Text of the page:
• Will Newco be responsible for other pension schemes from any other group businesses that are transferred to it?
  • If Newco went insolvent immediately after the restructuring, how much would the pension scheme recover compared with what it would have recovered on an insolvency of Oldco as its previous pension scheme employer?

If the covenant is adversely affected, the Pensions Regulator would expect the trustee to ask for appropriate mitigation from the corporate group to offset the disadvantage to members, and this may be the subject of a clearance application by the group. If the group does not cooperate, trustees should consider speaking to the Pensions Regulator.


If the restructuring proposals will result in a section 75 debt being triggered, the group may propose to use mechanisms available in legislation to avoid paying the buy-out deficit immediately, such as a scheme apportionment arrangement, a flexible apportionment arrangement, an approved withdrawal arrangement or a withdrawal arrangement. The trustees’ agreement is needed, otherwise the section 75 debt will be calculated on the buy-out basis.

Amendments to the section 75 legislation made in 2010 were intended to make it easier for groups to deal with section 75 debts triggered by a restructuring. However, the form of the new exemptions and the detailed conditions that must be met to fall within them mean that these exemptions have been of very limited use in practice.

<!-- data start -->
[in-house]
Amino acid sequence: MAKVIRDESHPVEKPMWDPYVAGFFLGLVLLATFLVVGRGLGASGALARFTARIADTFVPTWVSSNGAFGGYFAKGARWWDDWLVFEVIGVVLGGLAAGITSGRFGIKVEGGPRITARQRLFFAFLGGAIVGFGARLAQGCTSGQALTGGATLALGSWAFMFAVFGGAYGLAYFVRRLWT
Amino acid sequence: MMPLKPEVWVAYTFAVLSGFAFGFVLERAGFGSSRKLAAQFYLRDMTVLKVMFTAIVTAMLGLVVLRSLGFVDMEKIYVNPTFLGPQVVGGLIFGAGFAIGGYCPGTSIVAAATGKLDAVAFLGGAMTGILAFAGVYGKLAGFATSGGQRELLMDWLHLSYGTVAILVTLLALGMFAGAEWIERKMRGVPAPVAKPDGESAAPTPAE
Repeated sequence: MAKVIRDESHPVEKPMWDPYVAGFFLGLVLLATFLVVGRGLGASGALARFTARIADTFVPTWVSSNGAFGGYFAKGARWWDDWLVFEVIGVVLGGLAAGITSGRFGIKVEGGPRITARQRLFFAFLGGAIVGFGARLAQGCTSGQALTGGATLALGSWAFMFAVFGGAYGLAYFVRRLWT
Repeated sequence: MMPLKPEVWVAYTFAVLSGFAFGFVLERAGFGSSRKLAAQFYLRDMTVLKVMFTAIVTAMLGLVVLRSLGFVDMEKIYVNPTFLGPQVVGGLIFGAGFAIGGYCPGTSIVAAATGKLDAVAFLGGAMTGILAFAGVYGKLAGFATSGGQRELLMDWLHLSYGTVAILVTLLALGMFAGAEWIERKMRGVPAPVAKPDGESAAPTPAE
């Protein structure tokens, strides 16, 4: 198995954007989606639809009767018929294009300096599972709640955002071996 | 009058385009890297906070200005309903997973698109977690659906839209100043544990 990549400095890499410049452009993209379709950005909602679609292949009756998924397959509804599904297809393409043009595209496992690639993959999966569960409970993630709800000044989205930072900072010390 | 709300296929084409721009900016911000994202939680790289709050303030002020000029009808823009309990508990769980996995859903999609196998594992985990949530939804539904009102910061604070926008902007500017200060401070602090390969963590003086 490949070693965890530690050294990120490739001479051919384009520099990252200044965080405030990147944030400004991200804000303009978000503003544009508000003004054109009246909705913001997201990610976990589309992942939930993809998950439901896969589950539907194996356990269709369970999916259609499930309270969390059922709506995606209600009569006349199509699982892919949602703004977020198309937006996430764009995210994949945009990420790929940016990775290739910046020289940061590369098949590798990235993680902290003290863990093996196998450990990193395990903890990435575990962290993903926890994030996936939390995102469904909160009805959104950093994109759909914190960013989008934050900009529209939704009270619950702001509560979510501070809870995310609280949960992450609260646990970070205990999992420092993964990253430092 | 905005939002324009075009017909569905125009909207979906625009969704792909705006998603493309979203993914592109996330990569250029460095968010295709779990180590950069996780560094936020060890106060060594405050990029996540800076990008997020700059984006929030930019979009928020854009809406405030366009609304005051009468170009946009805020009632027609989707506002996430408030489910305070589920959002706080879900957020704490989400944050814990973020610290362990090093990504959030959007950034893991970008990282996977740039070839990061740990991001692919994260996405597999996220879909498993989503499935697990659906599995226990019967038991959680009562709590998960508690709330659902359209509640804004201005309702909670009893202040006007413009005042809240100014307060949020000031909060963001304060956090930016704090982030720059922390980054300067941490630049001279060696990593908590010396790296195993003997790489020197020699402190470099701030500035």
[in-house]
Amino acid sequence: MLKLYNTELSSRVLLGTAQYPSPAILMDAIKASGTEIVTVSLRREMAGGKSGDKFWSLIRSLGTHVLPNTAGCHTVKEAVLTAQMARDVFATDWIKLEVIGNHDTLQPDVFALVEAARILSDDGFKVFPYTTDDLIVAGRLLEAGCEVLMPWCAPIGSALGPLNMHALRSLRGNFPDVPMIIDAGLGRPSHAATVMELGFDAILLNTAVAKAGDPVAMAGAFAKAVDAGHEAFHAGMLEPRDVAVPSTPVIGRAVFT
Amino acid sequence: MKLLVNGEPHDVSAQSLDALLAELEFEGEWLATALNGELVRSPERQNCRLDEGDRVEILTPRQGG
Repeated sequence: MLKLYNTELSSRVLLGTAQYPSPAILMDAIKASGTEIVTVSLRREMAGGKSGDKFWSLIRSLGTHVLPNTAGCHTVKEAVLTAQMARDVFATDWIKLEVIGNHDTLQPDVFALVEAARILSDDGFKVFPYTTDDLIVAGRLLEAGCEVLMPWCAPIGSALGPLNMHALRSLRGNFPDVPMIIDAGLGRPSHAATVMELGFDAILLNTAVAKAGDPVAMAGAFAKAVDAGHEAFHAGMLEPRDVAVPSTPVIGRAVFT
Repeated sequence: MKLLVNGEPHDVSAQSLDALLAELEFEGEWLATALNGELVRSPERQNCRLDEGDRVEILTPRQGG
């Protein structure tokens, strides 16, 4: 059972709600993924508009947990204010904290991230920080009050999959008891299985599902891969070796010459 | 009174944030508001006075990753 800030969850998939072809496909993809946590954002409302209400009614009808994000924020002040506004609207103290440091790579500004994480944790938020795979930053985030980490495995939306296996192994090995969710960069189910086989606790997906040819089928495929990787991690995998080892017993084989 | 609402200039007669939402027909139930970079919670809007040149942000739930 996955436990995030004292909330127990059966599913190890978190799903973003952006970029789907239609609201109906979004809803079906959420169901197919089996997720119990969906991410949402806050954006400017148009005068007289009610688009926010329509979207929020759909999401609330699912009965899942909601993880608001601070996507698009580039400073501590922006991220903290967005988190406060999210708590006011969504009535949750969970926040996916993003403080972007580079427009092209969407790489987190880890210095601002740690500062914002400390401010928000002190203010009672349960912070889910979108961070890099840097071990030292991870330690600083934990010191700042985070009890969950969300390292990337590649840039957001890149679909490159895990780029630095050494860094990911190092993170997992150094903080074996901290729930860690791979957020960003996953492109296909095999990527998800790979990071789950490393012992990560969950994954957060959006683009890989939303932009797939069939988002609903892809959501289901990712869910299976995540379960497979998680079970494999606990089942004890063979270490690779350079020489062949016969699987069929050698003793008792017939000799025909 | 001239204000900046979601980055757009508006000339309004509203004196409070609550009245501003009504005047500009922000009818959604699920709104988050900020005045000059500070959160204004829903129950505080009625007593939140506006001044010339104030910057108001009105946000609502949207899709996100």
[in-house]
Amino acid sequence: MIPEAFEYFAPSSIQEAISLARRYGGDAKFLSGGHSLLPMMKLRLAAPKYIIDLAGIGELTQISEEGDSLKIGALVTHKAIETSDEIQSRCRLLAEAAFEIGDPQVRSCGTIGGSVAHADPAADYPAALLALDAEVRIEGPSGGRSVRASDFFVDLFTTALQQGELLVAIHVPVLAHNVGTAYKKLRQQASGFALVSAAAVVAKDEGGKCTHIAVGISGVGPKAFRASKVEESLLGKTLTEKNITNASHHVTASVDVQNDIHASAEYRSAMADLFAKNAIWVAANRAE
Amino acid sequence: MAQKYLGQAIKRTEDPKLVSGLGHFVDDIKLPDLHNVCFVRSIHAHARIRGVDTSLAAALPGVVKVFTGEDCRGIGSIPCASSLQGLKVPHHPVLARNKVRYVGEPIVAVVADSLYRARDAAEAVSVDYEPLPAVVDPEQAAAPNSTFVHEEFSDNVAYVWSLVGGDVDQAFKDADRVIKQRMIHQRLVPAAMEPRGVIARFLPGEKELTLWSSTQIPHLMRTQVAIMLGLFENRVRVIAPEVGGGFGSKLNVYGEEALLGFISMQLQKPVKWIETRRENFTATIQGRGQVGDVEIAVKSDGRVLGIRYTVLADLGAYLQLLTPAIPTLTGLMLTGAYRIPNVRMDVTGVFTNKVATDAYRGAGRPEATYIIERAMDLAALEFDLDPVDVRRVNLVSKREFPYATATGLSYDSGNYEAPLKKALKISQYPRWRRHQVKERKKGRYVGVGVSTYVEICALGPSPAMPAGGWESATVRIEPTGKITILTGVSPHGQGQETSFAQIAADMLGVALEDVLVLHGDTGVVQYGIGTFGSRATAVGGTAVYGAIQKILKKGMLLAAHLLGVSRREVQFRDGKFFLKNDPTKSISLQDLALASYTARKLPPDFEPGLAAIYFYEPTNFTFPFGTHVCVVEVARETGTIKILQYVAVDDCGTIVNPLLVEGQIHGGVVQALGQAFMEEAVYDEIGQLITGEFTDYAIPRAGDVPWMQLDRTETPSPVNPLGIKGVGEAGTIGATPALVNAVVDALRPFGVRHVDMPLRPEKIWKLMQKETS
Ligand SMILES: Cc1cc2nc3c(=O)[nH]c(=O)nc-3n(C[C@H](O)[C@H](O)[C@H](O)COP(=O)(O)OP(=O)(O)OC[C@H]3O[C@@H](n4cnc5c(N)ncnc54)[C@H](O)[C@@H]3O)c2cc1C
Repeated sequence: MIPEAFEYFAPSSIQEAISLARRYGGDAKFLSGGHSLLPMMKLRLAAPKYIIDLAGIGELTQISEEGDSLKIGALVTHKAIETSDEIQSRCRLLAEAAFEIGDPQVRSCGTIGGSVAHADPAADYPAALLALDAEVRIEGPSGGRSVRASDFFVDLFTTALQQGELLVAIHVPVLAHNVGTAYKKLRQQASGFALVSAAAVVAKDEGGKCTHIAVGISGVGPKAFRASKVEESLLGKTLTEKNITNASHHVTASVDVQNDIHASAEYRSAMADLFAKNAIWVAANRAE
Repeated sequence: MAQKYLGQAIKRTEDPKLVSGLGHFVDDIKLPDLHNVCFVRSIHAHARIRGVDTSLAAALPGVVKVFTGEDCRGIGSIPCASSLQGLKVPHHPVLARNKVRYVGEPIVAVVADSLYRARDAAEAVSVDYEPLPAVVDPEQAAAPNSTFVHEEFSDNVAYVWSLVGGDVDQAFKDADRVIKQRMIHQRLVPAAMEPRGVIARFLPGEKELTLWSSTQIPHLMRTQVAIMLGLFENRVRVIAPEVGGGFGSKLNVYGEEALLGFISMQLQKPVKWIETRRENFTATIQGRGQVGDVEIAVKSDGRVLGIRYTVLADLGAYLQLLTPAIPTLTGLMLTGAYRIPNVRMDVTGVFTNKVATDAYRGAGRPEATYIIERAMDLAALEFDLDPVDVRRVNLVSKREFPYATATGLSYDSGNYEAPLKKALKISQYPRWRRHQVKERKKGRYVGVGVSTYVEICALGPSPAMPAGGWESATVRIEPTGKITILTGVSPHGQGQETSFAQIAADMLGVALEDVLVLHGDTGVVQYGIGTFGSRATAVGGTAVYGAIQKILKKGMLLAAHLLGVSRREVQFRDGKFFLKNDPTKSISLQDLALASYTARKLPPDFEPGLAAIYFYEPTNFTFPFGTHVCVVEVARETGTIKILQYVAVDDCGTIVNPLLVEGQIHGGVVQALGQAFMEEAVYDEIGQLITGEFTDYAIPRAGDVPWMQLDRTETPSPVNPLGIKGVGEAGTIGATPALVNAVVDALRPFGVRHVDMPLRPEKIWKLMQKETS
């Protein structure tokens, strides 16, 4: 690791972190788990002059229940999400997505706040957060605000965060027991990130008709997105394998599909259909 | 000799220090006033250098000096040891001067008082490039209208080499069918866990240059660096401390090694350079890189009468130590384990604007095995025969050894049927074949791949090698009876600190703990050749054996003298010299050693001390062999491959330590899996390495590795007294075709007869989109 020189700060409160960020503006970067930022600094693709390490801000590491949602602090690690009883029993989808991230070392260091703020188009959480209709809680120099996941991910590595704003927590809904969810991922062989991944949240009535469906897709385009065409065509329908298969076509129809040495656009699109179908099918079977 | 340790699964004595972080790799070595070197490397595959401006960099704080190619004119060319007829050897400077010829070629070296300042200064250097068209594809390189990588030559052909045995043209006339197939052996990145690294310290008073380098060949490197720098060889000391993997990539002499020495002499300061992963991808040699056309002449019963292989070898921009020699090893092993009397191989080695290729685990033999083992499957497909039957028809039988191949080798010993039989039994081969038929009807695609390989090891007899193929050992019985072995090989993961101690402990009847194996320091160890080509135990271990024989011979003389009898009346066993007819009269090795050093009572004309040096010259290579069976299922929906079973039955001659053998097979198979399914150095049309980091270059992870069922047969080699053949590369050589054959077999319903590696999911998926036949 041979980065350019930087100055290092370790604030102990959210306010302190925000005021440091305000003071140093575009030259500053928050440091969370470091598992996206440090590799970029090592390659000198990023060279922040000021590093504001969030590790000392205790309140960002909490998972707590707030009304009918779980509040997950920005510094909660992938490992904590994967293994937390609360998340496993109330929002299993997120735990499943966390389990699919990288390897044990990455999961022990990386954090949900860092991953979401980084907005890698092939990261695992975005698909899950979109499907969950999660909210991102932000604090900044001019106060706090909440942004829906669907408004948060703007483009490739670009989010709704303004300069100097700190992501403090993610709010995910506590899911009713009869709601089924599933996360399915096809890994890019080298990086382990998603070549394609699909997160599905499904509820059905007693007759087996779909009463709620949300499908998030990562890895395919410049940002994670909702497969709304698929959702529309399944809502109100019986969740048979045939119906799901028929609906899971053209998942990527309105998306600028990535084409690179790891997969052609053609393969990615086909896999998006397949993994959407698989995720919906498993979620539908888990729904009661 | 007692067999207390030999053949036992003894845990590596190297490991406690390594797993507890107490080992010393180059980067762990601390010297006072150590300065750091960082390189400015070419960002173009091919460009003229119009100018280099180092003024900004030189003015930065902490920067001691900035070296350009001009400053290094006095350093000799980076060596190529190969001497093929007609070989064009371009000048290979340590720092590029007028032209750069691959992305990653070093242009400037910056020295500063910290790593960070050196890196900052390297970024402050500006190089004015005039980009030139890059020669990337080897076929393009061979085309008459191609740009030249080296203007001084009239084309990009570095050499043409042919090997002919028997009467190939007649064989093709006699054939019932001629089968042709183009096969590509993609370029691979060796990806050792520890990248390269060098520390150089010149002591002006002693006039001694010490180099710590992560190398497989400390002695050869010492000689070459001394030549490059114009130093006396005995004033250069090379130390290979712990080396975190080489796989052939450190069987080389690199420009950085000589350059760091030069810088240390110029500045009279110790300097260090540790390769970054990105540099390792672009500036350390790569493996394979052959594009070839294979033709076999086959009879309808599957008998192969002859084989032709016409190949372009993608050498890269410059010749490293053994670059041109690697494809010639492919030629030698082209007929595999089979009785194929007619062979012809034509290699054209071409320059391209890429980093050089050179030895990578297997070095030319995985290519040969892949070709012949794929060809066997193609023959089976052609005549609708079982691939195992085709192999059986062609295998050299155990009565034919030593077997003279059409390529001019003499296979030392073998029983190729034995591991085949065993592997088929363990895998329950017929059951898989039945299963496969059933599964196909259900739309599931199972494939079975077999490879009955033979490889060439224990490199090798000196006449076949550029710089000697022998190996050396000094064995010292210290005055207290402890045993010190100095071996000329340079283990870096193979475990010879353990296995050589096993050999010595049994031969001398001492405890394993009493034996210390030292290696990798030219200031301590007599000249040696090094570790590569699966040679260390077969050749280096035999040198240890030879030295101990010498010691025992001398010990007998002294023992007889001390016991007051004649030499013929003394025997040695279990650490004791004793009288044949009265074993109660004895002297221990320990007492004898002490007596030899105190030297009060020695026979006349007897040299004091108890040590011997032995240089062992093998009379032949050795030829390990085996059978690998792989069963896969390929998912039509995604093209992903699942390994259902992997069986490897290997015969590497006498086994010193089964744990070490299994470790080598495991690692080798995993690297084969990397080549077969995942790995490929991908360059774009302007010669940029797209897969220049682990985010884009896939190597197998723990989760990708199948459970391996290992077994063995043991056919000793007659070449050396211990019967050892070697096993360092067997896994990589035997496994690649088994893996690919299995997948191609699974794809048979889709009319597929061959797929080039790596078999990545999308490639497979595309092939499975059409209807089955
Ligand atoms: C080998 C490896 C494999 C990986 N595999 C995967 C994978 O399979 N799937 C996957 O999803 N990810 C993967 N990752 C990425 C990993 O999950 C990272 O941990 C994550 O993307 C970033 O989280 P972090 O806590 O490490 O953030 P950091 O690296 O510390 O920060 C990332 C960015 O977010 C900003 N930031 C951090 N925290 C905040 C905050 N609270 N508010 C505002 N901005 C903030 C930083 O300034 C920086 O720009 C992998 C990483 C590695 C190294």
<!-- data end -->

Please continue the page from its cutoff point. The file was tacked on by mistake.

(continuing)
If a group wishes to restructure purely for business efficiency reasons, it may be reasonable for the trustees to agree to minimise the section 75 debts that have to be paid at the time. However, the trustees must be convinced that the overall employer covenant is not worsened, and there is no detriment to the security of members' benefits (or that appropriate mitigation is offered).


If a scheme employer is in difficulty and likely to go insolvent, there may be attempts to save some of the business. There might be a pre-packaged sale (or "pre-pack"), with the sale of the company's business or assets being negotiated with a buyer before the appointment of an administrator. The administrator carries out the sale immediately on or shortly after he is appointed.

Unsecured creditors